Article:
Monday, March 9, 2009

The Ear of the Beholder

“Beauty is in the eye of the beholder.”

I’ve always thought that statement was overblown. For example, I’ve known a lot of people who claimed to be unimpressed with the looks of a young Farrah Fawcett. But I never met anyone who would brush her aside for a date with Bea Arthur.

Jennifer Aniston is to Brenda Vaccaro as Pamela Anderson is to Judi Densch as George Clooney is to Colin Mochrie as top-quality pizza is to that stuff you microwave at 7-11.

People like to brag about how individualistic their tastes are. But the truth is our tastes are a lot less original than we’d like to believe. Yes, I know that somewhere out there is a man who thinks Bea Arthur is the hottest woman who’s ever walked the face of the earth and there’s a person who thinks 7-11 microwave pizza is manna from heaven. But they’re such rare anomalies that they cannot all by themselves prop up the far-reaching statement “beauty is in the eye of the beholder.”

And that’s why I seldom talk about how I feel about spoken German, Russian, and Hebrew languages. I find them beautiful. But, when I say so, people simply don’t believe me. Many go so far as to correct me. No, they say, the Romance languages are beautiful. German, Russian, and Hebrew are harsh on the ears -- abrupt, unkind, and without music.

I’ve had people tell me straight up that I’m mistaken. Surely I’m confusing German with Italian. Or perhaps I’ve simply never heard spoken French.

Yes, the Romance languages are soft and lilting and very well-paced. But to my ear, a number of non-Romance languages are just as beautiful if not more so. I even like the sound of Arabic and Farsi (though not as much as any of the languages mentioned above) and I find Haitian Creole and Ibo (Nigeria) to have a sort of thumping, rhythmic beauty all their own.

I don’t have an ear to appreciate Scandinavian or Far Eastern languages. And there’s something about Brazilian Portuguese that weirds me out. (Every other word sounds, to me, French, while the words in between sound Spanish and the accent sounds like neither. I find that fascinating but disorienting.)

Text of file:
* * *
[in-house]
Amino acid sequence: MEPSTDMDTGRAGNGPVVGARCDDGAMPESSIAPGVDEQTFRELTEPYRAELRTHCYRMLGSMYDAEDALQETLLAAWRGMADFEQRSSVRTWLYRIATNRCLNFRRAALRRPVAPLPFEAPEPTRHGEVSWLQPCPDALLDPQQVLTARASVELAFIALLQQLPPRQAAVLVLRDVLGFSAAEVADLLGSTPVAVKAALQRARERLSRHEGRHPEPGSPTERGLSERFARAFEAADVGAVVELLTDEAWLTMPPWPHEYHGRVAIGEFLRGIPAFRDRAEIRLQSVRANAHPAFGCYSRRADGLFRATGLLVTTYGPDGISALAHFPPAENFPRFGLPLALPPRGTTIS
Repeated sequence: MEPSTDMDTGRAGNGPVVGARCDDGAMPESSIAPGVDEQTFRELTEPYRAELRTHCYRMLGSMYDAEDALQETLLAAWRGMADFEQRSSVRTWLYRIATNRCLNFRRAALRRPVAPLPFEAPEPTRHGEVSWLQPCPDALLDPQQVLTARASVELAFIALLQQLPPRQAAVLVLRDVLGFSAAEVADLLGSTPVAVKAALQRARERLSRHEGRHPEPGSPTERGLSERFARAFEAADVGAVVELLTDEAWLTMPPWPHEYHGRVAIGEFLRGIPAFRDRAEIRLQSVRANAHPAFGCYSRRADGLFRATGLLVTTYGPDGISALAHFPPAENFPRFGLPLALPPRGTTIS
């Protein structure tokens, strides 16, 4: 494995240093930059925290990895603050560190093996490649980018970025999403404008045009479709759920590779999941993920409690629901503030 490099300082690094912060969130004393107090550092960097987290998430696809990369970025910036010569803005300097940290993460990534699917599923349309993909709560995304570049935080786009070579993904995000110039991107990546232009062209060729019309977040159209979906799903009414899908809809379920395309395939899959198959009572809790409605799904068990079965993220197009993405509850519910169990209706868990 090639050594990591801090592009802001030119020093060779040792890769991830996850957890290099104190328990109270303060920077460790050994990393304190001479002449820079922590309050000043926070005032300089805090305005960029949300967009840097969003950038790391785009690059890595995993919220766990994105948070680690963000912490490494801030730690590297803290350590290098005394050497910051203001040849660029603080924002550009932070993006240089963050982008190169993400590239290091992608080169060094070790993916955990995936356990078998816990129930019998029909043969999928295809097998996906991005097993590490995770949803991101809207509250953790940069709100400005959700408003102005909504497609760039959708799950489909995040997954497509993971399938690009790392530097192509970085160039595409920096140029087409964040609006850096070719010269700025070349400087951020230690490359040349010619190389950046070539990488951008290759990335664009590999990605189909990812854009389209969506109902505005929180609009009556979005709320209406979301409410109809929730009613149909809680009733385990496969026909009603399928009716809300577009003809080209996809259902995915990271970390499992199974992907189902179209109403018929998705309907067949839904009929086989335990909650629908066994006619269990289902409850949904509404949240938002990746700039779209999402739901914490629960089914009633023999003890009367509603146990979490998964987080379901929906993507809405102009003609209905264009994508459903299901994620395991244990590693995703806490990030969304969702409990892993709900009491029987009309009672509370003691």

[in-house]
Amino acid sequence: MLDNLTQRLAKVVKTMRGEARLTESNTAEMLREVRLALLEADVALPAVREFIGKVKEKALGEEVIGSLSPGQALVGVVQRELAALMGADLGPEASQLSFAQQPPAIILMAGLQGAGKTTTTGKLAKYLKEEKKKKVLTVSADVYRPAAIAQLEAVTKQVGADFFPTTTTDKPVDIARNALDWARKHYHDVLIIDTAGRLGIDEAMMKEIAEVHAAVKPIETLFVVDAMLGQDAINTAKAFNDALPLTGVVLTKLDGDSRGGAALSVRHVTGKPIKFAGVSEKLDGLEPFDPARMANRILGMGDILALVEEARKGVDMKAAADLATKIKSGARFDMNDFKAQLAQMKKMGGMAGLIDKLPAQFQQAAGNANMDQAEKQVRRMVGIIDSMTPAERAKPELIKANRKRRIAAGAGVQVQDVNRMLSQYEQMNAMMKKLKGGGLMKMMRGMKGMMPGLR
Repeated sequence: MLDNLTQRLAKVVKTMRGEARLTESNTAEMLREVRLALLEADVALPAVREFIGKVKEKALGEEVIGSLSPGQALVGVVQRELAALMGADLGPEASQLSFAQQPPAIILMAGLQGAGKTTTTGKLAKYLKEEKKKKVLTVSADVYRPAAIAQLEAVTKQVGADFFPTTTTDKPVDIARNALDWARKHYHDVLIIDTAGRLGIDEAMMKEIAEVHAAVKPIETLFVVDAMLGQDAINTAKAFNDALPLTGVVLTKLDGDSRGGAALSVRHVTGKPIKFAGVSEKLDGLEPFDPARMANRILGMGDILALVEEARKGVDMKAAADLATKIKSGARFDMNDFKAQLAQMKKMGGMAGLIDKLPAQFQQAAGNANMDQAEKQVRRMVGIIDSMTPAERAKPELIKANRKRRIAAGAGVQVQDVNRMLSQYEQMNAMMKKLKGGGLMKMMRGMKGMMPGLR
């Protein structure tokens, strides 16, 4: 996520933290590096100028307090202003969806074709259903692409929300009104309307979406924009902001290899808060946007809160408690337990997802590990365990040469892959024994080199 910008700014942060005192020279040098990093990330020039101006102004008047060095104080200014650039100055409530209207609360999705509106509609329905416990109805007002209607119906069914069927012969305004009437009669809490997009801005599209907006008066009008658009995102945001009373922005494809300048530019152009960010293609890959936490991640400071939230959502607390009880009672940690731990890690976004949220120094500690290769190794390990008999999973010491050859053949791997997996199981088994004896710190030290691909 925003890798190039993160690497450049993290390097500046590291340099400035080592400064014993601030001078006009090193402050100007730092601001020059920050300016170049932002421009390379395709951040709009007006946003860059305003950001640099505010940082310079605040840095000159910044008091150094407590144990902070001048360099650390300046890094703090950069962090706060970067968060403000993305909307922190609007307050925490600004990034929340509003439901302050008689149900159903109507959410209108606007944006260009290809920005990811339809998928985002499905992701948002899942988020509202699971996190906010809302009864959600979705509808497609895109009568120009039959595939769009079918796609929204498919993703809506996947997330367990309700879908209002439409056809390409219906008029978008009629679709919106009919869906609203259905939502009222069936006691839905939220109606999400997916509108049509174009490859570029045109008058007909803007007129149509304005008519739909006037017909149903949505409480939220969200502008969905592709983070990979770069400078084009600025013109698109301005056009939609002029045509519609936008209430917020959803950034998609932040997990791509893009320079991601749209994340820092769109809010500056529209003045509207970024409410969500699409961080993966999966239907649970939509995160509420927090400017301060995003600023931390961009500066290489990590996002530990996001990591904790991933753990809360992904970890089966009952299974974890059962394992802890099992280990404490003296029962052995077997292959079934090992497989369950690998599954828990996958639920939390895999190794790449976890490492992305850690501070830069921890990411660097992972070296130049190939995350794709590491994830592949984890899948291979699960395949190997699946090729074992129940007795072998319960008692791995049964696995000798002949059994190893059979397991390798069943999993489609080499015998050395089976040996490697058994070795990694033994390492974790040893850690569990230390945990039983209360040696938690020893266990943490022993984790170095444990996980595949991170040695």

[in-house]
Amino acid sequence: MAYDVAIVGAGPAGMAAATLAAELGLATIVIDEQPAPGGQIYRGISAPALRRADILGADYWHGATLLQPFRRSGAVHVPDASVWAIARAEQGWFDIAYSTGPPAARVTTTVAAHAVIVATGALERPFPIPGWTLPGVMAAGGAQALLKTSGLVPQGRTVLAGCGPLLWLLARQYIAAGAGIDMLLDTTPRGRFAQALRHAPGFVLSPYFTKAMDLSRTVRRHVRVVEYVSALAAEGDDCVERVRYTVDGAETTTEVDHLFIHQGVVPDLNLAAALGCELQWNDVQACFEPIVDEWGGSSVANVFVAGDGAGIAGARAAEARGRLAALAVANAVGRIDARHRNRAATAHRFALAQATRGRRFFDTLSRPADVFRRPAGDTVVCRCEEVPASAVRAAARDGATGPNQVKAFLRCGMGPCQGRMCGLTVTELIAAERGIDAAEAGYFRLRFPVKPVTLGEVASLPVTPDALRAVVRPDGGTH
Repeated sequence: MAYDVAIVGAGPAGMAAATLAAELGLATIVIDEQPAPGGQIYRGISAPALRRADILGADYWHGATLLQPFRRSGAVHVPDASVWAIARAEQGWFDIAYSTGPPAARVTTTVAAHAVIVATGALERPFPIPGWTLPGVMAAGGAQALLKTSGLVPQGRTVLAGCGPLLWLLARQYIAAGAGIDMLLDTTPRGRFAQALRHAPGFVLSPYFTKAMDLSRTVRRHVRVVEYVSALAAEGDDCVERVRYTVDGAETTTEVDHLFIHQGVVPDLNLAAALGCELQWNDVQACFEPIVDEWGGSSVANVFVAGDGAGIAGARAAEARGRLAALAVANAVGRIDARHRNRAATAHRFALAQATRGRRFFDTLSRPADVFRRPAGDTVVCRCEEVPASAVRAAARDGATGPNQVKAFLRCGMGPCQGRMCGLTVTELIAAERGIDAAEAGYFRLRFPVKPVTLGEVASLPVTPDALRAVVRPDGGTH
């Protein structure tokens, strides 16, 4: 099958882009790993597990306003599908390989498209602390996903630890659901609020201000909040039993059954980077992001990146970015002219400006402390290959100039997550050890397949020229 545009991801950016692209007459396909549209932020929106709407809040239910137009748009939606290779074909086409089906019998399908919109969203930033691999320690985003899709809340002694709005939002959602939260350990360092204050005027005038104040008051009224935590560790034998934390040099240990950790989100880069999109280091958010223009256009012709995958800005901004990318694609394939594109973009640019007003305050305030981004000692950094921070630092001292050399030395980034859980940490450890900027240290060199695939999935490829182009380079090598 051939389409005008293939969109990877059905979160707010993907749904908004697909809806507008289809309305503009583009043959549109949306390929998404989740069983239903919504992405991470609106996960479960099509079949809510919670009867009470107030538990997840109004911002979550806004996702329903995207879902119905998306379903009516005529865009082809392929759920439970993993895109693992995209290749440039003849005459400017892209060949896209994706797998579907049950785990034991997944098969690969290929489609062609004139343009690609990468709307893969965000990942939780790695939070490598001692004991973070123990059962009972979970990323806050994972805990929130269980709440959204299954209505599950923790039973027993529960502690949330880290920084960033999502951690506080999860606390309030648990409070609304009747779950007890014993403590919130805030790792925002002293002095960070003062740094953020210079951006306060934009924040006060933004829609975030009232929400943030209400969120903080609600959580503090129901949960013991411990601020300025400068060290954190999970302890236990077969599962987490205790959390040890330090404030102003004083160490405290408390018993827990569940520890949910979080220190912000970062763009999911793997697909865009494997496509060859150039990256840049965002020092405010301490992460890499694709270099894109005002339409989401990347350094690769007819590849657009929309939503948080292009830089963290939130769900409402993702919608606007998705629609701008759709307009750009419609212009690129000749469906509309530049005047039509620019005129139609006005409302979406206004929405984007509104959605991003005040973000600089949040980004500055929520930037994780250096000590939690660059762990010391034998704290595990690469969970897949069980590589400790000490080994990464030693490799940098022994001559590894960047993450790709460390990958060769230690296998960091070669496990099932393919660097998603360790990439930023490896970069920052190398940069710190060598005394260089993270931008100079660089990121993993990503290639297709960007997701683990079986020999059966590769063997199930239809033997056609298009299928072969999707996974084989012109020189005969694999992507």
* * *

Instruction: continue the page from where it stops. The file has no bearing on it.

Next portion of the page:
George Clooney, charming as he is, is not my type. But I’ll confess -- here and now for posterity -- that he’s hotter than Kevin James if you’ll just believe that I really do find the German, Russian, and Hebrew languages pretty.

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Faldone said...

One of the most beautiful women I ever knew had a face that looked like it had caught fire and someone stomped it out with a track shoe. She also had a mouth that would make a Navy chief blush. Still, one of the most beautiful women I've ever known.

June Casagrande said...

Hmmm ... I'm having a little trouble picturing that.

I'll keep standing by and waiting for someone to say the most beautiful woman in the world has blonde hair, dark roots, wrinkles, and no butt or waistline. (I would even accept, "It's her knowledge of grammar that makes her so stunning.)

: )

Joel said...

1) I've studied Hebrew and it is definitely--to my ear--one of the most euphonic languages ever. The romance languages often sound like treacle to me. Arabic, Russian and German are also enticing. I imagine that part of what we like is the earthiness, substance and texture. To me it's the difference between chewing on a good steak and sucking down corn syrup.

2) The grammar mojo is definitely great sexiness. Sigh. If you have a single, female friend who shares that hotness and who's attracted to big, goofy-looking guys who love words and such, please send her my way.

3) I'm so much more interested in how a woman sounds and what she has to say than in her conformance to society's standards for physical beauty. Not that I am indifferent to appearance; but if Jennifer Aniston sounded like Fran Drescher's "The Nanny" and had George W.'s mental acuity, well, the curves would matter little. Of course, if she sounded like Nigella Lawson and put thoughts into words like Emily Dickinson, I wouldn't mind admitting that I liked the way she looked.

Um, again, if you hear Aniston speaking in a delicious British accent, reciting original verse, and expressing an affection for aging widowers, please let her know that I'm waiting.

Ok, this is sounding way too much like a personals ad.

Adrian Morgan said...

I hesitate to say that a whole language is beautiful or not when so much depends on the individual speaker and, in many cases, dialect. But I once browsed a whole website of Swedish regional dialects and chose this speaker as the sexiest.

I have songs in various languages represented in my CD collection (just blogged about that yesterday, actually). Just for you, here's some Hebrew which should play if you click on "listen to album samples".

June Casagrande said...

"I imagine that part of what we like is the earthiness, substance and texture."

Yeah. That. Totally.

Re the other stuff, I'm too pre-coffee to say anything more poignant than your thoughts were entertaining and interesting. I like Jen as Fran. Jescher?

June Casagrande said...

8'FED: I had a feeling you'd have some expertise here. (I hesitate to blog about stuff like this because, not being a linguistics person, I don't fully understand what I'm talking about -- i.e. the interrelatedness/origins of German, Hebrew, etc.)

I've never even heard of Bambara!

Thanks for pointing out the Meir Banai stuff (all new to me). I like it. Back in my clubbing years, my friend had a copy of this

We played it over and over. Good stuff. I'm a sucker for dance beats.


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